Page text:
Yes, and Amen to that!

Then, Jim at OldTruth, posted a message from Thomas Vincent, a Puritan (had to be a Puritan; you’d never hear this from Saddleback or Willowcreek or from Hallmark or …, well, you get my point). Title? How Much Do You Love Christ? Oh, how my heart was stung by my lack of love for my Savior. How my heart did burn, though at His love for me and the glory that radiates from Him as the Son of God, the Savior & Deliverer of sinners. You simply must read the whole thing, then break forth in prayers of praise and confession. The words from Jerome ring clear:

“If my father were weeping on his knees before me, my mother hanging on my neck behind me, my brethren, sisters, and kinsfolk – howling on every side to retain me in a sinful course, I would fling my mother to the ground, run over my father, despise all of my kindred and tread them under my feet, that I might run unto Christ”

I’ve also been reading from Piper’s “God is the Gospel: Meditations on God’s Love as the Gift of Himself” He wastes no time getting right to the point in the Introduction (page 15 to be exact):

The critical question for our generation – and for every generation – is this: if you could have heaven, with no sickness, and with all the friends you ever had on earth, and all the good you ever liked, and all the leisure activities you ever enjoyed, and all the natural beauties you ever saw, all the physical pleasures you ever tasted, and no human conflict or any natural disasters, could you be satisfied with heaven, if Christ was not there?

Do I believe this? Do I teach this way? Do I preach this way? I trust that it is so and that I be found faithful of preaching the Gospel which is Christ and God Himself. I’m currently going through a 12-part series based on John Owen’s “The Glory of Christ.” Owen contends that beholding the glory of Christ is one of the greatest privileges that believers are capable of in this world, or even in that which is to come. He then lays this out with such clarity and such conviction that I’ve take as my guiding proposition for this entire series: Only those who gaze on Christ by faith while in this world will ever see His glory by sight in the world to come.

My prayer is that I see the glory of Christ and love it as much as I am possibly able to do in this life. And that I am granted by God to proclaim this Christ and His glory with every ounce of my being, at all times, but especially when in the pulpit before the largest crowd I get the privilege of addressing each week: the flock at Cornerstone EFC in Rochester. And (my grade school grammar teacher would have fits with all the “ands” but she’s not here to critique this is she!)… and, my hope-filled prayer is that each one of them falls so passionately in love with the glory of God in the face of Christ that our little world right here is changed. Make it so, Lord Jesus, make it so.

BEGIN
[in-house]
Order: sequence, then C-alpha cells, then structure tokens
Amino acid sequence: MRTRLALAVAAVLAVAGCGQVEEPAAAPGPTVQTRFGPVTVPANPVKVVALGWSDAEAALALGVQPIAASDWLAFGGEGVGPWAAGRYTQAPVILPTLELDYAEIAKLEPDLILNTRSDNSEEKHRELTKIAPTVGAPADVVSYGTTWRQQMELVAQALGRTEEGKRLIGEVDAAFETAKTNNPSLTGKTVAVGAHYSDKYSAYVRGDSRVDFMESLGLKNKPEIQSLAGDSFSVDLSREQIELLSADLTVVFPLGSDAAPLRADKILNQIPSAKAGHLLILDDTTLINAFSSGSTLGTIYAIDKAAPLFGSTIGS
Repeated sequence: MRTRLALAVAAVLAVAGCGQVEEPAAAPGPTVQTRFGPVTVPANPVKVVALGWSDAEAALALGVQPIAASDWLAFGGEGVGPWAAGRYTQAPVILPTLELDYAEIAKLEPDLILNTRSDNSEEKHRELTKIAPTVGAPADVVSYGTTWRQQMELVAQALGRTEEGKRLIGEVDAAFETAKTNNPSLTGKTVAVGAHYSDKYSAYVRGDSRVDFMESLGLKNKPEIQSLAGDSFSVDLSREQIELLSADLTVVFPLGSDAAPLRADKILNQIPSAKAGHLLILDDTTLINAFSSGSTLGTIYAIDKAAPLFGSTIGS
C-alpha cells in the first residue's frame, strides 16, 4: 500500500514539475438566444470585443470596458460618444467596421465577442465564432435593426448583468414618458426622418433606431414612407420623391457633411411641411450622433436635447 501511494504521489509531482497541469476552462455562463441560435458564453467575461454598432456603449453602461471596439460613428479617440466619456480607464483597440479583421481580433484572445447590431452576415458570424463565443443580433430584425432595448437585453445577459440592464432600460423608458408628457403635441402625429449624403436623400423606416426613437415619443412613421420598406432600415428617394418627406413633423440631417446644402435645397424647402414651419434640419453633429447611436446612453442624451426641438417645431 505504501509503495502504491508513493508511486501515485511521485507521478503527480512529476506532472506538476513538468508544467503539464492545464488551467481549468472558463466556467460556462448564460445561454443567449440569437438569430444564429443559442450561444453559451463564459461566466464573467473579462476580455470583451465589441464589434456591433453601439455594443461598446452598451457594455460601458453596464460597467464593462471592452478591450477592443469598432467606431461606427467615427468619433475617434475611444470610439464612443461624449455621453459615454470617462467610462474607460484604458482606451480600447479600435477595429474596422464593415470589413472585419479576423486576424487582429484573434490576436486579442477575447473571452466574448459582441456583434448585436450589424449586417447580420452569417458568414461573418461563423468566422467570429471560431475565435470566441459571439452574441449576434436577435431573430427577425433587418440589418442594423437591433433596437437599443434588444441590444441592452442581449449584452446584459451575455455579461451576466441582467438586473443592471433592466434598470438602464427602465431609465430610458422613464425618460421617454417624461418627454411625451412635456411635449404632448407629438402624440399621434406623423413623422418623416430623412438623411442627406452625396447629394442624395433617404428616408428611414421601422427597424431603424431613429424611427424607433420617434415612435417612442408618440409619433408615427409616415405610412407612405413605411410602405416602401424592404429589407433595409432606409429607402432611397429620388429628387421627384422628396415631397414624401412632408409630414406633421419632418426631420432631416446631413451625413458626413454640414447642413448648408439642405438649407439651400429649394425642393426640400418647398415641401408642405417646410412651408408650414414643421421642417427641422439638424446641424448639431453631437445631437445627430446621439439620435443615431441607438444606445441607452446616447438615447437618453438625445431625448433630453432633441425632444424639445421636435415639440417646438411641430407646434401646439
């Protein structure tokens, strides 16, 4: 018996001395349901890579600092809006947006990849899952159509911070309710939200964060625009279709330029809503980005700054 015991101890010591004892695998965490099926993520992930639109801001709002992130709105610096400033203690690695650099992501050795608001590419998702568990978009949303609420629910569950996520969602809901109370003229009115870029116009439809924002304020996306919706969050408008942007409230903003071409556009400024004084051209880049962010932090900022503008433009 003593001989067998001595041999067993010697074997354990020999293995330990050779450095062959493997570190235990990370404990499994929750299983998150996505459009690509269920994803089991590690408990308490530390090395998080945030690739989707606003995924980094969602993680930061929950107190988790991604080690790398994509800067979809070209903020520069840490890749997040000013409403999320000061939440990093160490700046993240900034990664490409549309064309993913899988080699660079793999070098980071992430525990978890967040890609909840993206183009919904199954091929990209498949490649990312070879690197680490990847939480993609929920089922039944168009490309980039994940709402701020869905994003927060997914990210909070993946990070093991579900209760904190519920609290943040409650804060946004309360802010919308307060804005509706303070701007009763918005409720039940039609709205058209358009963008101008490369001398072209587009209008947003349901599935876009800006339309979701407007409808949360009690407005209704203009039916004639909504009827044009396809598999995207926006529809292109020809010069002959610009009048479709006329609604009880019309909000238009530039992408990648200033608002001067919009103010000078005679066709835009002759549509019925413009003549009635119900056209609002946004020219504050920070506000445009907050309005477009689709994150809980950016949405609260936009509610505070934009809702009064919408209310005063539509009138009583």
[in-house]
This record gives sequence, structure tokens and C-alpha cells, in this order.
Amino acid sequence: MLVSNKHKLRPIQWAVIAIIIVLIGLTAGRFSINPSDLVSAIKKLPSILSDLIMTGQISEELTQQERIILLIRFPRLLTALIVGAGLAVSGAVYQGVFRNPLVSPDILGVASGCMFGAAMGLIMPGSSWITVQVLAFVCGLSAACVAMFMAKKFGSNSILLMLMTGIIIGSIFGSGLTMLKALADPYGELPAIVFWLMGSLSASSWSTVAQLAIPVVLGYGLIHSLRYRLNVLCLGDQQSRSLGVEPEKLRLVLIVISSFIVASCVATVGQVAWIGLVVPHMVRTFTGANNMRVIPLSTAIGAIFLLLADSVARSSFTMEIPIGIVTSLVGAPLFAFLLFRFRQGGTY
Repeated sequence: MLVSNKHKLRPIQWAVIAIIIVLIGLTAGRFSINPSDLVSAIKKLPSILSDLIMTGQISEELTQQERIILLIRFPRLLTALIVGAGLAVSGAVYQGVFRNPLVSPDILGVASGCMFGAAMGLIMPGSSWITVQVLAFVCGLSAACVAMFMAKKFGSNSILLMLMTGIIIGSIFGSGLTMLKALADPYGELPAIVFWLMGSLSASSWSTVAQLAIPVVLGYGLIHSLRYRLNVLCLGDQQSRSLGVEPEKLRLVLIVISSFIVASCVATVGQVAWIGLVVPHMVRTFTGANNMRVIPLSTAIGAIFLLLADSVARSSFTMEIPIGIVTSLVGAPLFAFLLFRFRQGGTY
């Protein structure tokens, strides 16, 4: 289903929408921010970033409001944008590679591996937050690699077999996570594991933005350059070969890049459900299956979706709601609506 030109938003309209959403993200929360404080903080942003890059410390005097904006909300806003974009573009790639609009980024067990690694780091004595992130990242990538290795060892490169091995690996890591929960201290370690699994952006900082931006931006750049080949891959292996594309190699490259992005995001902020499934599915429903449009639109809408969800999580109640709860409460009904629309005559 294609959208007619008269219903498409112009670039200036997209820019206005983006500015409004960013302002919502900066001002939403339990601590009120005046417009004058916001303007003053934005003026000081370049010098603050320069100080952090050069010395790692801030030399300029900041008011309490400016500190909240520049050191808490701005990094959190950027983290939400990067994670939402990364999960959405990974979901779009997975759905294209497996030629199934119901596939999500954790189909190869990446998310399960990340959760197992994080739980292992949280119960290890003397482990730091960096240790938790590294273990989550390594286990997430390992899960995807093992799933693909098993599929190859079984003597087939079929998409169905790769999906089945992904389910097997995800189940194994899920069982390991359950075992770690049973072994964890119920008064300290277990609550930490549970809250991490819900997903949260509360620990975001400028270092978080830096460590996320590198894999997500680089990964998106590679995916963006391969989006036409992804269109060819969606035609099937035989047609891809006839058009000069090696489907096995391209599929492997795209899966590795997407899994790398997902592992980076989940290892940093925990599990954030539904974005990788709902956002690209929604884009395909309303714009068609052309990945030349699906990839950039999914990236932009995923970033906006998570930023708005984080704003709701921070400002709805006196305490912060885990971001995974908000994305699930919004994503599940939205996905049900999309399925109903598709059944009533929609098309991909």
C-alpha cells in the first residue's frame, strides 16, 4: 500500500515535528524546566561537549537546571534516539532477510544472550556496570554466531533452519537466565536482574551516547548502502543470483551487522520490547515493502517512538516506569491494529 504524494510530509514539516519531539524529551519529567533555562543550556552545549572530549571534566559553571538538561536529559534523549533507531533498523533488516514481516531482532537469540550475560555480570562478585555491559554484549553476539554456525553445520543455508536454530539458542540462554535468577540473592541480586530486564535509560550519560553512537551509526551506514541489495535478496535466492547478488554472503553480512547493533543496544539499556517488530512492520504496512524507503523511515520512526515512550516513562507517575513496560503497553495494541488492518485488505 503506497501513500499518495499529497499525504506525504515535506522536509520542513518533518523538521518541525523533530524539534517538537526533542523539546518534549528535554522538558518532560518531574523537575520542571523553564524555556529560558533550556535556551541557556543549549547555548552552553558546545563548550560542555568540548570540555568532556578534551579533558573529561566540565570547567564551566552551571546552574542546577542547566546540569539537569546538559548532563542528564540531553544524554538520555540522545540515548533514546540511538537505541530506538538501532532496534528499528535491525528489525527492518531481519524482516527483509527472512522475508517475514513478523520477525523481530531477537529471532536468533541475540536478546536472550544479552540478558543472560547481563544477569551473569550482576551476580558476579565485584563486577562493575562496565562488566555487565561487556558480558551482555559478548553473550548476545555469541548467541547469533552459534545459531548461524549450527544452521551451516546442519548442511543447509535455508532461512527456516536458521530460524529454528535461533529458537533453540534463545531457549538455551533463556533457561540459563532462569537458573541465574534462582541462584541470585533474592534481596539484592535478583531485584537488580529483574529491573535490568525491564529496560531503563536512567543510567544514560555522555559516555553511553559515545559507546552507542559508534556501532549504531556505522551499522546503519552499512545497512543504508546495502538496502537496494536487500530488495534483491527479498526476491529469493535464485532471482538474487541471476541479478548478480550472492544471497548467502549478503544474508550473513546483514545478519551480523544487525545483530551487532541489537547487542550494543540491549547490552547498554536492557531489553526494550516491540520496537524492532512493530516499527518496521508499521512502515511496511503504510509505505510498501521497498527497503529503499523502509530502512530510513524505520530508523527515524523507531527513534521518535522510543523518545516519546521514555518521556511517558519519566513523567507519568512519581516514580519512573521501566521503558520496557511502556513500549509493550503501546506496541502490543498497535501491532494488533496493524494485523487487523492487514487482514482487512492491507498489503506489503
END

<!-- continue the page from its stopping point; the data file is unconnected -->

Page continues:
Calvinist Curmudgeon

Am I a Calvinist Curmudgeon?

I know that Alan is the proclaimed “Calvinist Gadfly” (now multi-authored by other gadflies). I personally don’t find him/them irritating at all; I rather enjoy their pieces.

But I’ve been wondering lately, if I’m not becoming a Calvinistic Curmudgeon (maybe I’ll need to change the name of my blog). Here’s what a curmudgeon is:

1 An ill-tempered (and frequently old) person full of stubborn ideas or opinions.
There’s an old curmudgeon living next door who knocks every time he hears any noise

Here’s an example: Saturday evening Ann & I were invited to a dinner at a downtown hotel, featuring a “clean” comedian (they’re afraid to use the moniker “Christian” because that doesn’t get them gigs… there, see what I mean?). This event was sponsored by a local church and that’s all I knew with the invitation.

Now first, let me say, as a pastor, I’m not wild about Saturday evening events. I need a good night’s sleep in order to be ready for the Lord’s Day. And I want my congregation to not have to come dragging themselves in on Sunday mornings because some church-related event kept them out late the night before. So, strike one.

Our youngest daughter, Elizabeth, came down with a severe case of strep throat early Saturday morning; cancel Ann’s plans for the day and evening. She told me to just go on my own, I’d be with friends, I could have a good dinner and a laugh or two. So, off I trek, all alone, a single guy… who shows up at this other church’s sponsored “Sweetheart’s Banquet”! A guy, all alone, at a Sweetheart’s Banquet! Talk about your sore thumbs, ingrown toenails, festering boil on the bottom… well, you get the picture. I can’t tell you how awkward I felt, but if it hadn’t have been these friends waiting for my arrival, I would have immediately turned around and walked out. I really dislike these kinds of things when sponsored by Christians/churches. I have yet to attend one where they don’t mock the marital relationship as it should be in Scripture by some silly little skit (they did this Saturday night). They promote their separate men’s and women’s ministry functions (about 12 of them for the men in this church and at least that many for the women, none of them ever together). And they’ll have a speaker who does one of two things: